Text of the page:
This album was a life changer for me. I was at a friend’s house in the country. We were hanging out, staying up late as young kids do on the school holidays. He put on this album and within minutes I was transported to a different reality. I couldn’t tell if the music was going slow and stretching, or my mind was. It sounded like a vinyl being slowed down and sped up continually. It completely distorted all my senses. I was hearing things that weren’t there (or maybe they were). This album has hundreds of layers and random sounds. It was cathartic and beautiful at the same time. Pure fear and pure bliss entwined. It was the first time music had ever had such an emotional / visual impact on me, and it made me realise how powerful music can be. Prior to this I was just listening to heavy music for its aggression and energy. I will never forget that experience, so this is definitely one of my favourite albums of all time and I still listen to it regularly. Even now, it always gives me new feelings and images; a true masterpiece.

Cynic – Focus [1993]

I can’t remember who showed me this album. It may have been the same friend that showed me Devin Townsend, but my memory eludes me. All I remember is how much this album influenced me and how it forged the bass player I am today. It is one of the only bands where I took the time to learn a whole song on bass. (Note: I really don’t spend any time learning other people’s songs, because I spend all my spare time writing my own music. This is not something I am proud of. I just simply don’t have the time or patience for it.) I learned ‘The Eagle Nature’ on my fretless bass. There is actually a video of it on YouTube (in fact, it’s the very first Cynic bass cover to be uploaded to YouTube). So looking back I can definitely see how much learning just this one song has influenced my playing over the last 10 years. It is a lifelong goal of mine to meet and learn from Sean Malone. His work with Cynic, Aghora and Gordian Knot inspires me daily. Every note he plays is pure, heartfelt and rhythmically diverse. A true master of the bass.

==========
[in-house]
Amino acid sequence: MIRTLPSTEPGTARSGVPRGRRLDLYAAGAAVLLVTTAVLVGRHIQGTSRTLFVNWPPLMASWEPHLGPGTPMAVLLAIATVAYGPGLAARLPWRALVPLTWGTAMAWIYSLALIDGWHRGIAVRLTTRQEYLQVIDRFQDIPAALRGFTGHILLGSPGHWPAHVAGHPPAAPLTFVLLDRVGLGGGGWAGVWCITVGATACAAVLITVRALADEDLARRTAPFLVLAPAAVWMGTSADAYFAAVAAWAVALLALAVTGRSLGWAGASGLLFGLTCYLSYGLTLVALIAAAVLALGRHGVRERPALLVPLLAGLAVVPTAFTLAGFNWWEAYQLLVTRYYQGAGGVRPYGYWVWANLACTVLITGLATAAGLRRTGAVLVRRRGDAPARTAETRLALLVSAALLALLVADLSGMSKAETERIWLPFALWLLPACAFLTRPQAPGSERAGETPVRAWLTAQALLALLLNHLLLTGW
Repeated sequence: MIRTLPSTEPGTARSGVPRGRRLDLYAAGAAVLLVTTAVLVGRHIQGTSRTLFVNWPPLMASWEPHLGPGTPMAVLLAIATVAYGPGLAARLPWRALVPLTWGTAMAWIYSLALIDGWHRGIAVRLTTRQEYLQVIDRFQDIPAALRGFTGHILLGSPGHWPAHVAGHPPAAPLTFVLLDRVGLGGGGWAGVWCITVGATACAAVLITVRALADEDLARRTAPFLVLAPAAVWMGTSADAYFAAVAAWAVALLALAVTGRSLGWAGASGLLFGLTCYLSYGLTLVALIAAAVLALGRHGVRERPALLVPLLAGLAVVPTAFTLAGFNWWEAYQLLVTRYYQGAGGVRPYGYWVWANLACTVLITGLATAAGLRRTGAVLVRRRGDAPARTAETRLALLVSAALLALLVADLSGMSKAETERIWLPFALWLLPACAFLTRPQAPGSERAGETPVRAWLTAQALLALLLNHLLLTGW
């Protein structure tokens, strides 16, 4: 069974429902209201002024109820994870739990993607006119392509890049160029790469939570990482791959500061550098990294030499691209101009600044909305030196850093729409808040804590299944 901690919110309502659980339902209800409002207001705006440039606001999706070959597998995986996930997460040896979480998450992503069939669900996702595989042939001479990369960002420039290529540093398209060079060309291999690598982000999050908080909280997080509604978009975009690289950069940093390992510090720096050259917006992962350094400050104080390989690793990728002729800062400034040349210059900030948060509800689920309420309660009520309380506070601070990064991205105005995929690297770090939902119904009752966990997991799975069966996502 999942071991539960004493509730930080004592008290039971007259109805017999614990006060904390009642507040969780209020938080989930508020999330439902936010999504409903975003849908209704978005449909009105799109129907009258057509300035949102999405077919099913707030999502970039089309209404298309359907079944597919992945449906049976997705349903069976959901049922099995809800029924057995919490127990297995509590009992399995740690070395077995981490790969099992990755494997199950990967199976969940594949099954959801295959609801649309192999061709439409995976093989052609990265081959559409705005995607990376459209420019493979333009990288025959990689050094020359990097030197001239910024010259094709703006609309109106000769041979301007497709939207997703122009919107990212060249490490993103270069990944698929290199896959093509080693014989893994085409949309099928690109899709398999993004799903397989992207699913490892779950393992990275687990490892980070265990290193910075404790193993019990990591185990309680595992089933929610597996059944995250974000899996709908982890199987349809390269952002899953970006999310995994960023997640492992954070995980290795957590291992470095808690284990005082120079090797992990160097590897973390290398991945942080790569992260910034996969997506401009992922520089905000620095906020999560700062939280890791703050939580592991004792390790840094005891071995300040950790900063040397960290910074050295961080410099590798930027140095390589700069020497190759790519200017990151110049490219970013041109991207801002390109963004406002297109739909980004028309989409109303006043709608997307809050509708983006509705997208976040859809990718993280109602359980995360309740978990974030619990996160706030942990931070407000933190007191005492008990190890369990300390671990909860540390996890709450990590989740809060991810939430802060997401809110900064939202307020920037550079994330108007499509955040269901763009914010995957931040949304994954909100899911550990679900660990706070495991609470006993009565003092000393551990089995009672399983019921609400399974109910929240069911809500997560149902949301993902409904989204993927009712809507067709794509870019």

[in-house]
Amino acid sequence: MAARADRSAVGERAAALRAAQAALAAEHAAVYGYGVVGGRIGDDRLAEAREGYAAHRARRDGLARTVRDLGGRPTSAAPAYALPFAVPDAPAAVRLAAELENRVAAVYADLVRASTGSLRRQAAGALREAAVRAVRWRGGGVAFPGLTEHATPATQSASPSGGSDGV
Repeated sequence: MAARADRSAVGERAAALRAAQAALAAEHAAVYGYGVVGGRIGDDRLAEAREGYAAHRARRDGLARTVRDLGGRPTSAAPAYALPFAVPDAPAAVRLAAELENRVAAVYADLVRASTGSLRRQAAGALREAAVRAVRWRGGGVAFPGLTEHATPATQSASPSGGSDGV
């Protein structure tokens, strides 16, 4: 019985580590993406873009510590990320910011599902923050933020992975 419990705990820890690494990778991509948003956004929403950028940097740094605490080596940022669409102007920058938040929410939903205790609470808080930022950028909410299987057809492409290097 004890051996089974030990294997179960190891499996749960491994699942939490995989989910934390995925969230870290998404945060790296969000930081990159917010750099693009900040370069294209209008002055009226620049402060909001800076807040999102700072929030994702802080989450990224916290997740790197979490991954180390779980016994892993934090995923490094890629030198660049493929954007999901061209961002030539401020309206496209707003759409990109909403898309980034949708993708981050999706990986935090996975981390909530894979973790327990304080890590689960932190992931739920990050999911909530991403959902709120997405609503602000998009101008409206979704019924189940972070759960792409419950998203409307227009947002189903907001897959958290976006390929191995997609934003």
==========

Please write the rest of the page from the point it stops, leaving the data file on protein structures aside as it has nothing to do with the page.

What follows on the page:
Spiral Architect – A Sceptics Universe [1999]

Expanding on from Cynic; I was searching related music on internet forums and I stumbled across this album. It was like Cynic on steroids. Listening to this album was like trying to decode the matrix. So many timing changes, modes and little intricacies, it almost gave me a headache. But one thing stood out and caught my attention, and that was the bass. The holy apex of bass playing! Still to this day I have not heard a more impressive display of bass playing in a metal band. And after nearly a decade of listening to this album, it still remains my absolute favourite album of all time. I love every single note. I have analysed every single hit of the drum, the way the vocals and lyrics fit in with the riffs. It’s all so mentally stimulating. I worship this album and I really believe it will never be topped, at least nothing has come close so far. I still spin this album regularly and it continually blows my mind and leaves me perplexed with every listen. I just laugh at the complexity of the bass. Thank you Lars Norberg! You have set the bar for progressive bass playing. Forever an inspiration.

Cryptopsy – And Then You’ll Beg [2000]